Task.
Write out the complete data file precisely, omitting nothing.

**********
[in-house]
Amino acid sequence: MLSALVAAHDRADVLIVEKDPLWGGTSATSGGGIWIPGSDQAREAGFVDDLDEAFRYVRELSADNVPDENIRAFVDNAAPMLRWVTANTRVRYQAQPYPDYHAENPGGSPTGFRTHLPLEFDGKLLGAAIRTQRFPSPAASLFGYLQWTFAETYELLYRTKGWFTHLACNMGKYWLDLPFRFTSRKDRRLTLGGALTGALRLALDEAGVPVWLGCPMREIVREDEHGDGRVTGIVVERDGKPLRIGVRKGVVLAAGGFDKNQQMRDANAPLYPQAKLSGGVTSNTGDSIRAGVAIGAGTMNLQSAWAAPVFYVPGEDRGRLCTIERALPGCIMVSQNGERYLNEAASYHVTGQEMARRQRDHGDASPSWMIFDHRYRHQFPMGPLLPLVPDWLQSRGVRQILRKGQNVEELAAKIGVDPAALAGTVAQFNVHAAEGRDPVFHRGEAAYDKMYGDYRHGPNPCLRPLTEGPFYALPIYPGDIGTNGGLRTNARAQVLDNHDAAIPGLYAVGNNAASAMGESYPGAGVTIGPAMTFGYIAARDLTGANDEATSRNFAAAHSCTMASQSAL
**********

[in-house]
Amino acid sequence: MLSALVAAHDRADVLIVEKDPLWGGTSATSGGGIWIPGSDQAREAGFVDDLDEAFRYVRELSADNVPDENIRAFVDNAAPMLRWVTANTRVRYQAQPYPDYHAENPGGSPTGFRTHLPLEFDGKLLGAAIRTQRFPSPAASLFGYLQWTFAETYELLYRTKGWFTHLACNMGKYWLDLPFRFTSRKDRRLTLGGALTGALRLALDEAGVPVWLGCPMREIVREDEHGDGRVTGIVVERDGKPLRIGVRKGVVLAAGGFDKNQQMRDANAPLYPQAKLSGGVTSNTGDSIRAGVAIGAGTMNLQSAWAAPVFYVPGEDRGRLCTIERALPGCIMVSQNGERYLNEAASYHVTGQEMARRQRDHGDASPSWMIFDHRYRHQFPMGPLLPLVPDWLQSRGVRQILRKGQNVEELAAKIGVDPAALAGTVAQFNVHAAEGRDPVFHRGEAAYDKMYGDYRHGPNPCLRPLTEGPFYALPIYPGDIGTNGGLRTNARAQVLDNHDAAIPGLYAVGNNAASAMGESYPGAGVTIGPAMTFGYIAARDLTGANDEATSRNFAAAHSCTMASQSAL